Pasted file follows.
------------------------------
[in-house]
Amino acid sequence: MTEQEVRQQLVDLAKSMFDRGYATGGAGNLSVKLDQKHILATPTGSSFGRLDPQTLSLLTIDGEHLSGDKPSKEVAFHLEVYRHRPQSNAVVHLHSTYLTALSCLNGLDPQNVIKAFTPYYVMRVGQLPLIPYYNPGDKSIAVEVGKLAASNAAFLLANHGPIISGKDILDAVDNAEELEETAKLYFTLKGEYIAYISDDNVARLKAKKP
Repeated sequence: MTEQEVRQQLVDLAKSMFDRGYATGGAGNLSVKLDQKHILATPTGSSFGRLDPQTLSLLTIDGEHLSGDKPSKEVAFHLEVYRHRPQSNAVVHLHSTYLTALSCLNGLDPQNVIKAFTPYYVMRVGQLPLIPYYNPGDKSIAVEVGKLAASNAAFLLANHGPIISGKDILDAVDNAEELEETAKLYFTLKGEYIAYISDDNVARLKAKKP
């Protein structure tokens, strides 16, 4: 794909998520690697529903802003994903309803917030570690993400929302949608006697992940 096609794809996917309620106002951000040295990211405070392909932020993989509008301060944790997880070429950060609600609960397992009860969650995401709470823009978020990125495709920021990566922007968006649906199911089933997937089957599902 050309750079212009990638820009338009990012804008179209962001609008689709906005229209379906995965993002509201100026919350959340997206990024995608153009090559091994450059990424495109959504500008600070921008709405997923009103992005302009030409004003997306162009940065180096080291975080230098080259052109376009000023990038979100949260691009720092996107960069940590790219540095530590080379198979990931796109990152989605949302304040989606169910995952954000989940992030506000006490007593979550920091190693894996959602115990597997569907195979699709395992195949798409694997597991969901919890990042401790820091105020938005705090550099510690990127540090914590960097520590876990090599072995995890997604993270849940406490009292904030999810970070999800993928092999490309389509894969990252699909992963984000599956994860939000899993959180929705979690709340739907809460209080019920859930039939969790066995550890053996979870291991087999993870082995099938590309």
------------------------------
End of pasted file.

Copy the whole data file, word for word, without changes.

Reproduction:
[in-house]
Amino acid sequence: MTEQEVRQQLVDLAKSMFDRGYATGGAGNLSVKLDQKHILATPTGSSFGRLDPQTLSLLTIDGEHLSGDKPSKEVAFHLEVYRHRPQSNAVVHLHSTYLTALSCLNGLDPQNVIKAFTPYYVMRVGQLPLIPYYNPGDKSIAVEVGKLAASNAAFLLANHGPIISGKDILDAVDNAEELEETAKLYFTLKGEYIAYISDDNVARLKAKKP
Repeated sequence: MTEQEVRQQLVDLAKSMFDRGYATGGAGNLSVKLDQKHILATPTGSSFGRLDPQTLSLLTIDGEHLSGDKPSKEVAFHLEVYRHRPQSNAVVHLHSTYLTALSCLNGLDPQNVIKAFTPYYVMRVGQLPLIPYYNPGDKSIAVEVGKLAASNAAFLLANHGPIISGKDILDAVDNAEELEETAKLYFTLKGEYIAYISDDNVARLKAKKP
């Protein structure tokens, strides 16, 4: 794909998520690697529903802003994903309803917030570690993400929302949608006697992940 096609794809996917309620106002951000040295990211405070392909932020993989509008301060944790997880070429950060609600609960397992009860969650995401709470823009978020990125495709920021990566922007968006649906199911089933997937089957599902 050309750079212009990638820009338009990012804008179209962001609008689709906005229209379906995965993002509201100026919350959340997206990024995608153009090559091994450059990424495109959504500008600070921008709405997923009103992005302009030409004003997306162009940065180096080291975080230098080259052109376009000023990038979100949260691009720092996107960069940590790219540095530590080379198979990931796109990152989605949302304040989606169910995952954000989940992030506000006490007593979550920091190693894996959602115990597997569907195979699709395992195949798409694997597991969901919890990042401790820091105020938005705090550099510690990127540090914590960097520590876990090599072995995890997604993270849940406490009292904030999810970070999800993928092999490309389509894969990252699909992963984000599956994860939000899993959180929705979690709340739907809460209080019920859930039939969790066995550890053996979870291991087999993870082995099938590309």